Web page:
Cirque Lake. Have you ever heard of it. Probably not! It’s an absolute must do day-trip or overnight destination. It experiences much less traffic than most other trails in the sea to sky/Whistler area and offers very easy access to get deep into the wilderness. It is breathtaking and there are miles and miles of alpine terrain to explore around you. There is one catch when venturing to cirque lake that makes it so unique. You must paddle across the lake to get to the trailhead. The mix of paddling and hiking is what makes this such a fun destination. The physical trail is short and steep. You will gain close to 400m over a 1 kilometer stretch. I’ve given this hike a rating of intermediate because the the trail markings aren’t well maintained and the trail itself is rugged.
Remember the Backcountry Basics
- Carry your Survival Kit & Essentials
- Let someone know where you’re going with a Trip Plan
- Know how to avoid negative wildlife encounters
- Practice Leave No Trace to keep the wilderness pristine
- Carry a Satellite Communicator like SPOT X
|Distance (Round Trip)||3.2km|
|Time Needed (Paddle)||45 minutes|
|Time Needed (Hike)||1.5 hours|
|Camping||Yes - Backcountry|
Driving Directions to Callaghan Lake
Cirque lake is located in the Callaghan provincial park. From highway 99 you are going to turn off on Callaghan Valley Road. Drive up the winding road towards Whistler Olympic Park until you see the sign for Callaghan Lake Provincial park shortly after Alexander Falls Provincial Park. Take a left onto the Callaghan Lake FSR and prepare yourself for a bumpy 8.5km climb. This road is roped off until May 15th every year but unless you are prepared with chains and ropes I wouldn’t recommend heading up there until the snow has melted completely by mid or late June. The road can be travelled by just about any vehicle if driven slowly and carefully. I would recommend a higher clearance vehicle as I saw a Honda Accord and Toyota corolla bottom out a number of times when crossing some of the deeper washouts across the road.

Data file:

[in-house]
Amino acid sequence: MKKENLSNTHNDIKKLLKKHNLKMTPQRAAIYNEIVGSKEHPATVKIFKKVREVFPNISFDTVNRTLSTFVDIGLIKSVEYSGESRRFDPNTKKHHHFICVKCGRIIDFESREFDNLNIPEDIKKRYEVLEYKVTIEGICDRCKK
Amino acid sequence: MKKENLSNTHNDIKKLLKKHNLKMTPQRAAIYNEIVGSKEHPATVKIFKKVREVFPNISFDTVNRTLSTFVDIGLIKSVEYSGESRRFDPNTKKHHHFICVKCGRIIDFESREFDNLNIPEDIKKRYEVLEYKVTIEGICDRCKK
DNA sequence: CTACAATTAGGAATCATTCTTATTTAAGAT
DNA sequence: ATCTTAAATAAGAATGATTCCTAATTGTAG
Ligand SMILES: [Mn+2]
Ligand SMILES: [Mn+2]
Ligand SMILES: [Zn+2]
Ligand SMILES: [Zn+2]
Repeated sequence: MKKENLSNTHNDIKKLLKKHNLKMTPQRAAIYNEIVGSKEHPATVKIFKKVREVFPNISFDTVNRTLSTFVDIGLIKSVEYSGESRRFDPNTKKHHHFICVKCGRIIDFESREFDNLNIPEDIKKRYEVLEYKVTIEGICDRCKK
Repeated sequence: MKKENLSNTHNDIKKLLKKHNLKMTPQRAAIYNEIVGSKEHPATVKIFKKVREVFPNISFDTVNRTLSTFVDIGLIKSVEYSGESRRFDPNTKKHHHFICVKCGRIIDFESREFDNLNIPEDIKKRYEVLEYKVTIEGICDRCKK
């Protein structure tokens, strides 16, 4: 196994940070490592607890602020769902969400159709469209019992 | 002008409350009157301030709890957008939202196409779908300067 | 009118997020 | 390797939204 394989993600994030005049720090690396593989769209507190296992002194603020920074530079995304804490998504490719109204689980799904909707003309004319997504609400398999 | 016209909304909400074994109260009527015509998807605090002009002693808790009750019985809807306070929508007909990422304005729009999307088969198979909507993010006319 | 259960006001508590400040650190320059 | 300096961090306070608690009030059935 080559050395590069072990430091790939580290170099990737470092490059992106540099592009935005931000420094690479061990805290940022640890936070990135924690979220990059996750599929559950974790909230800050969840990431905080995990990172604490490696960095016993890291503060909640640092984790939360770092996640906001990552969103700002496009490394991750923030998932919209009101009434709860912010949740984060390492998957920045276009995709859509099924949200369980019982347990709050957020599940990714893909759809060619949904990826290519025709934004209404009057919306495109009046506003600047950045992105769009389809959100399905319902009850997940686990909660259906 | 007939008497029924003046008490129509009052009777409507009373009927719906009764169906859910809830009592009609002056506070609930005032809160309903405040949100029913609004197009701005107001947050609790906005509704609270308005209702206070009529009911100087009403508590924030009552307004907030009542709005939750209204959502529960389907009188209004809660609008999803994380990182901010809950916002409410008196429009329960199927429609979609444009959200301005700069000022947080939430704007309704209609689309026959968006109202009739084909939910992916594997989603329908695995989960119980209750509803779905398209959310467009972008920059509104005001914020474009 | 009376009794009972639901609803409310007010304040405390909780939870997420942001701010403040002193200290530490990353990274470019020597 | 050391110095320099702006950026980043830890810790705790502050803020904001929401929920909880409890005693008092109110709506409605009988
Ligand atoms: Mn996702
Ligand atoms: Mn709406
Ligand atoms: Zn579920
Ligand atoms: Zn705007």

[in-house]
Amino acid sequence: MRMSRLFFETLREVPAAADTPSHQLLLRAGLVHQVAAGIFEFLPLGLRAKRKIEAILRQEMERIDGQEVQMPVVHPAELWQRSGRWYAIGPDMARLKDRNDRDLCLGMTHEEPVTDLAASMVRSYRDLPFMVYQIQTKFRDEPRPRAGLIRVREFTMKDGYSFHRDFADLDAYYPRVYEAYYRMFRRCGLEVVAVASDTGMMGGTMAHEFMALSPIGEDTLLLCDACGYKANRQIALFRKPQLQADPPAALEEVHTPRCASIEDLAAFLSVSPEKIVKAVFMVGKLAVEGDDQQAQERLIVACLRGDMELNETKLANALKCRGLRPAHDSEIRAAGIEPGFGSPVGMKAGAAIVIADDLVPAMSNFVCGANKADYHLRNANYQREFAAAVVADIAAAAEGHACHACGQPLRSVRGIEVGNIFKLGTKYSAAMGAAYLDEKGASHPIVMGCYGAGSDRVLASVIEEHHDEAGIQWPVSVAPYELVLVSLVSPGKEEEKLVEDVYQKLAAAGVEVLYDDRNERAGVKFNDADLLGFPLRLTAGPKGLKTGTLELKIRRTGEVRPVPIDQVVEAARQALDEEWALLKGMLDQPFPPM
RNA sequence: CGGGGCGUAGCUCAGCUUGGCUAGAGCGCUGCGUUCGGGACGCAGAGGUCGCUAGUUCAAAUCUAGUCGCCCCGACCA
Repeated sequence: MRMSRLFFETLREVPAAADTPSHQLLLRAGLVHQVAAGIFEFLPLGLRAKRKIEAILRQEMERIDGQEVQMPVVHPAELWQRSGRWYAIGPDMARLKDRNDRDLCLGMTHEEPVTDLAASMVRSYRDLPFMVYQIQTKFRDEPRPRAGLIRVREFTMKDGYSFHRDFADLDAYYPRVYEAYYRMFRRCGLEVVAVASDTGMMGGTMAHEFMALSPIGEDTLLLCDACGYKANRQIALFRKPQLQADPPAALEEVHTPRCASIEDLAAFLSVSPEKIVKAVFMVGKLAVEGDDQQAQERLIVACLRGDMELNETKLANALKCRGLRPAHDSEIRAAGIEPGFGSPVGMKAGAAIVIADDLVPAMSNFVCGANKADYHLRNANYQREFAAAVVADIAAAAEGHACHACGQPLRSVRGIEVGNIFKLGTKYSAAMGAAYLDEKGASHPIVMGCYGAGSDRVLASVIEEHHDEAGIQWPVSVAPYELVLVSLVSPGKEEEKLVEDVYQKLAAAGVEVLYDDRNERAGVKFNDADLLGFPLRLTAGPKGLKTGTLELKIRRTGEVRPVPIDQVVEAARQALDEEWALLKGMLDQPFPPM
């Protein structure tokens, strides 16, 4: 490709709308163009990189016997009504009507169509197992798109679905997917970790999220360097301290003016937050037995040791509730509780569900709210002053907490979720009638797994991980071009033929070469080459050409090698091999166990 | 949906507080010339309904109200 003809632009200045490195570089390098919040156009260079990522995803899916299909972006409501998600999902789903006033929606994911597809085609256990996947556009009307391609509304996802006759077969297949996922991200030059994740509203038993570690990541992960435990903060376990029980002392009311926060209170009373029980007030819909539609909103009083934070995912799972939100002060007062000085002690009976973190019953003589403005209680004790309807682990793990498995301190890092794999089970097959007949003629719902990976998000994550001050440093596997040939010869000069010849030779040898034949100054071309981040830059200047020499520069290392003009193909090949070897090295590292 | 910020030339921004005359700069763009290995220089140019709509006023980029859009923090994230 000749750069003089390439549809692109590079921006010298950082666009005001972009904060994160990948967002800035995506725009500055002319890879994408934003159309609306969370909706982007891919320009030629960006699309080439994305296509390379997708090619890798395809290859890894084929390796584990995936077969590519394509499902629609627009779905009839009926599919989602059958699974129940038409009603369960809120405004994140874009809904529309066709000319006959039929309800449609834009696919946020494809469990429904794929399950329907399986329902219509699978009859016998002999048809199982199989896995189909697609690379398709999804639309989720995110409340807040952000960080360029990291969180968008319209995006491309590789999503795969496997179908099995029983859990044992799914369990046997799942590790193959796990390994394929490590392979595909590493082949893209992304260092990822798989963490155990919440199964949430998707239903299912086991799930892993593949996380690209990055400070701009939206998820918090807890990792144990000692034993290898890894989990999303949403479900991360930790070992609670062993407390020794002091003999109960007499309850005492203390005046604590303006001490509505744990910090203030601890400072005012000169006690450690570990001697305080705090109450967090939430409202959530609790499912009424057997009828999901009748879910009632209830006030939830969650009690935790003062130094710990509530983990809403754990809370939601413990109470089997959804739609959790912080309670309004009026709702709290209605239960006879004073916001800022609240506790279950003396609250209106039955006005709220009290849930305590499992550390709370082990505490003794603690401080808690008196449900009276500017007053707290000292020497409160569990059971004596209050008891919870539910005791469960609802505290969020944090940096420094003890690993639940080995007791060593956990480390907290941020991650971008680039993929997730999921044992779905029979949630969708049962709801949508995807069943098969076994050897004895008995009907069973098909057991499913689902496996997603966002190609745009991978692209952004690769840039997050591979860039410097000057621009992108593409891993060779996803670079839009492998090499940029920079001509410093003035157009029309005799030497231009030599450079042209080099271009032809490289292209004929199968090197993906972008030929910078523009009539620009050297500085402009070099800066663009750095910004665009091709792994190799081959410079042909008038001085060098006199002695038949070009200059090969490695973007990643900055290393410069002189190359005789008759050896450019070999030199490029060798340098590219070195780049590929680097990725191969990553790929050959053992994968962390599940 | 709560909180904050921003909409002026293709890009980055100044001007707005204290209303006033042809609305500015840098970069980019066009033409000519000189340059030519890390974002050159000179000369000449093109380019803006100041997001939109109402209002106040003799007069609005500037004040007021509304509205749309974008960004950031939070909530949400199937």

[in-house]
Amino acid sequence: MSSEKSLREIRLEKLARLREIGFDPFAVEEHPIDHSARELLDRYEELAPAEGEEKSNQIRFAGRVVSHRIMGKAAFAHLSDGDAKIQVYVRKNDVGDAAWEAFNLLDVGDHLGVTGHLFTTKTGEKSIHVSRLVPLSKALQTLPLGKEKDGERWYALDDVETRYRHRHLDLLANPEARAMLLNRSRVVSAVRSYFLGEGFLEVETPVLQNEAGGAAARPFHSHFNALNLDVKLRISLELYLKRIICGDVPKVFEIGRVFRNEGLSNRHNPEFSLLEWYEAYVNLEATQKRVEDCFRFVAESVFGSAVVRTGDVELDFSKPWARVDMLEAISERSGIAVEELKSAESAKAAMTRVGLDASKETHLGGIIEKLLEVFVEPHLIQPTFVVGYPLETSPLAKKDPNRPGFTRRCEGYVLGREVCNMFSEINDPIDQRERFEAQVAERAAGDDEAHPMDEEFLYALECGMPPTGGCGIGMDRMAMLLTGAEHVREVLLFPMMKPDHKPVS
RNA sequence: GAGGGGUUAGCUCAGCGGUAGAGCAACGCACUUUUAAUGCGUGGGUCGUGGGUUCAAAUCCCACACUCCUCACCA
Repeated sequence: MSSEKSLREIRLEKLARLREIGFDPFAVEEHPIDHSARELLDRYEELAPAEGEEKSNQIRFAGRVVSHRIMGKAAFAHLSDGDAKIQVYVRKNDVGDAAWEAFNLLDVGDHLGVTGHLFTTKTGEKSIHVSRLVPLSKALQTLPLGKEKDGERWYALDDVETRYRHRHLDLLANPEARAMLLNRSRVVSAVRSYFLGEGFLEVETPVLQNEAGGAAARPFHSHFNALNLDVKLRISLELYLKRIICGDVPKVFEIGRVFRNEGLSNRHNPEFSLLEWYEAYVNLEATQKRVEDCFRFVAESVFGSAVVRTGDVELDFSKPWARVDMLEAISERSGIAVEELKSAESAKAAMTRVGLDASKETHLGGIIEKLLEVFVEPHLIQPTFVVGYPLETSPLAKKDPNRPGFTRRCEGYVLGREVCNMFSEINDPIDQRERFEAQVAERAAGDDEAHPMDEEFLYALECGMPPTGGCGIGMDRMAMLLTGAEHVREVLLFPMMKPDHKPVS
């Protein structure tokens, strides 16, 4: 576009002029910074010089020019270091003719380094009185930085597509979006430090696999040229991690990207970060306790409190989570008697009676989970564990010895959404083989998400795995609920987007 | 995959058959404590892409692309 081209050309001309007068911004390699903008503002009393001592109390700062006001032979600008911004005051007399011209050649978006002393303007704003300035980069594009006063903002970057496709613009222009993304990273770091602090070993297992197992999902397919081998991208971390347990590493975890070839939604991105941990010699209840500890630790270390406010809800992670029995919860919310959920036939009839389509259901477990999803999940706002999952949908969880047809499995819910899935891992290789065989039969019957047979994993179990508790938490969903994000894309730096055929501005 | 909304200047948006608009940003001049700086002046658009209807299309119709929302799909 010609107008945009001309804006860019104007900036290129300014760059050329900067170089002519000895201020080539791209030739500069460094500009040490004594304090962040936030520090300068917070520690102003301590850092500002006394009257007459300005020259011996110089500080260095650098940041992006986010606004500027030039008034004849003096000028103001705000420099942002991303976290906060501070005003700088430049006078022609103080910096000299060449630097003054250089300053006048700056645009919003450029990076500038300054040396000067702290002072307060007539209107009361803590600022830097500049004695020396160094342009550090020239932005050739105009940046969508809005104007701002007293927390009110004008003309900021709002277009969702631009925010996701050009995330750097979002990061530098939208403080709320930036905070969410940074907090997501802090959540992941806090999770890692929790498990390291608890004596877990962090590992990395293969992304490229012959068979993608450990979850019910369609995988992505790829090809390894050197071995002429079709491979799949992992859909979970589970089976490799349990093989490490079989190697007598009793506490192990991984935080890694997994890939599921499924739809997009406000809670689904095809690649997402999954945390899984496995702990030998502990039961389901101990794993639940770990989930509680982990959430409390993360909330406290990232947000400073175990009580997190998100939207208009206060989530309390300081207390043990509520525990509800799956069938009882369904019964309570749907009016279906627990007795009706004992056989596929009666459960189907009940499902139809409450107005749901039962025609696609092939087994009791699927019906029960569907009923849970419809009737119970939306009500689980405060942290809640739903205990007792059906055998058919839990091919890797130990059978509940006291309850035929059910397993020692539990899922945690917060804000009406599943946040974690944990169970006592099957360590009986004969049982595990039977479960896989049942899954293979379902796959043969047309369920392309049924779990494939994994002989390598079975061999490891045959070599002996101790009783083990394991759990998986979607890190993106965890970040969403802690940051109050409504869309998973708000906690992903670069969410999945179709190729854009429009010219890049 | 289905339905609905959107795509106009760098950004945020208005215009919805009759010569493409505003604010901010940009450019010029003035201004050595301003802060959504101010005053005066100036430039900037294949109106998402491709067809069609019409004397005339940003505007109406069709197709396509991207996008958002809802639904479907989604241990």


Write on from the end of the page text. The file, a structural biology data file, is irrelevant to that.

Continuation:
Google maps did a bad job at showing the Callaghan Lake FSR so here’s the driving route from Hwy 99 on all trails.
First Stop: Callaghan Lake
Callaghan lake is where you are going to park your vehicle to begin the adventure. I most recently visited on a weekend in 2022 and there were plenty of people enjoying themselves and car camping on the side of the road and in the parking lot. There are not any campsites with water views but it’s a fun spot to be if you’re going to be on the water all day. It’s also a favourite among Whistler locals who paddle board, hang out and catch a few fish on the lake.
Cross The Lake and Find The Trailhead
In order to get to the cirque lake trailhead you will have to cross Callaghan lake. Most recently I used a blowup kayak but in past years when hiking with more people I crossed in my inflatable fly fishing boat. Any sort of human powered watercraft will do the trick. Paddle boards seemed to be the vessel of choice for most people, but, I spotted a few legends crossing in an explorer 200 inflatable. If you’re using a cheap inflatable like this, remember to wear a pfd or stay close to shore because the water in these glacial lakes is super cold and hypothermia can set in fast and make it impossible to swim to shore.